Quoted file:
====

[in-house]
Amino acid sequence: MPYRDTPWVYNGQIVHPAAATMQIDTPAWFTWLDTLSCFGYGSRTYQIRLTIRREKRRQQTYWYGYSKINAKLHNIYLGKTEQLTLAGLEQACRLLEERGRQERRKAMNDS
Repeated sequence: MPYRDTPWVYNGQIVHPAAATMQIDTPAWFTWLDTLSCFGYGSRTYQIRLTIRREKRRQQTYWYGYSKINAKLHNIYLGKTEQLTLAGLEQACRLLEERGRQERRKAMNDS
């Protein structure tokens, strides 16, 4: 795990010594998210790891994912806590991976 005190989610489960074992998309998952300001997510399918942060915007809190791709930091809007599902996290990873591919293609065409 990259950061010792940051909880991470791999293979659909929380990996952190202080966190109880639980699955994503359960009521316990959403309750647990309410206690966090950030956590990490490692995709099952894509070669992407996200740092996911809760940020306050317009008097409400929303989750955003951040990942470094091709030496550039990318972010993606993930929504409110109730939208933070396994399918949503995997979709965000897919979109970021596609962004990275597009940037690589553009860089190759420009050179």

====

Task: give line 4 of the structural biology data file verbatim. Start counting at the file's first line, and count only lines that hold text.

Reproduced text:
């Protein structure tokens, strides 16, 4: 795990010594998210790891994912806590991976 005190989610489960074992998309998952300001997510399918942060915007809190791709930091809007599902996290990873591919293609065409 990259950061010792940051909880991470791999293979659909929380990996952190202080966190109880639980699955994503359960009521316990959403309750647990309410206690966090950030956590990490490692995709099952894509070669992407996200740092996911809760940020306050317009008097409400929303989750955003951040990942470094091709030496550039990318972010993606993930929504409110109730939208933070396994399918949503995997979709965000897919979109970021596609962004990275597009940037690589553009860089190759420009050179």